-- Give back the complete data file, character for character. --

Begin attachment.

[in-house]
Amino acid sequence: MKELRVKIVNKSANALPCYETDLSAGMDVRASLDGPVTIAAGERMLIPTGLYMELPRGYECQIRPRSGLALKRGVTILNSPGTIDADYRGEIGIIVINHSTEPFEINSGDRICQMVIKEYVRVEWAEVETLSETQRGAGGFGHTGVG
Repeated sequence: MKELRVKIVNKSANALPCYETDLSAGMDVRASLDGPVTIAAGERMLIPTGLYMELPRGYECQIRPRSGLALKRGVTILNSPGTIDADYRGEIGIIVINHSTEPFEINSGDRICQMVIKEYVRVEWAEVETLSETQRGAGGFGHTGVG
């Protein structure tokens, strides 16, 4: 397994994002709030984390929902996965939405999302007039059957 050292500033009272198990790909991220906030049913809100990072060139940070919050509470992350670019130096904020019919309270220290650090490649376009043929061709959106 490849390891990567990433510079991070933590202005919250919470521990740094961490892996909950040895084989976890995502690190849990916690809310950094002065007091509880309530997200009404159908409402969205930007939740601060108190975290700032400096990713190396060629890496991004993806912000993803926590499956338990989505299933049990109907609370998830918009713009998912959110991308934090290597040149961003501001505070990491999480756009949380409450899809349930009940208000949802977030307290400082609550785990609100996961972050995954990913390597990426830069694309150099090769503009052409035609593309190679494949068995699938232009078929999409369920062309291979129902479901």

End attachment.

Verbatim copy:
[in-house]
Amino acid sequence: MKELRVKIVNKSANALPCYETDLSAGMDVRASLDGPVTIAAGERMLIPTGLYMELPRGYECQIRPRSGLALKRGVTILNSPGTIDADYRGEIGIIVINHSTEPFEINSGDRICQMVIKEYVRVEWAEVETLSETQRGAGGFGHTGVG
Repeated sequence: MKELRVKIVNKSANALPCYETDLSAGMDVRASLDGPVTIAAGERMLIPTGLYMELPRGYECQIRPRSGLALKRGVTILNSPGTIDADYRGEIGIIVINHSTEPFEINSGDRICQMVIKEYVRVEWAEVETLSETQRGAGGFGHTGVG
């Protein structure tokens, strides 16, 4: 397994994002709030984390929902996965939405999302007039059957 050292500033009272198990790909991220906030049913809100990072060139940070919050509470992350670019130096904020019919309270220290650090490649376009043929061709959106 490849390891990567990433510079991070933590202005919250919470521990740094961490892996909950040895084989976890995502690190849990916690809310950094002065007091509880309530997200009404159908409402969205930007939740601060108190975290700032400096990713190396060629890496991004993806912000993803926590499956338990989505299933049990109907609370998830918009713009998912959110991308934090290597040149961003501001505070990491999480756009949380409450899809349930009940208000949802977030307290400082609550785990609100996961972050995954990913390597990426830069694309150099090769503009052409035609593309190679494949068995699938232009078929999409369920062309291979129902479901």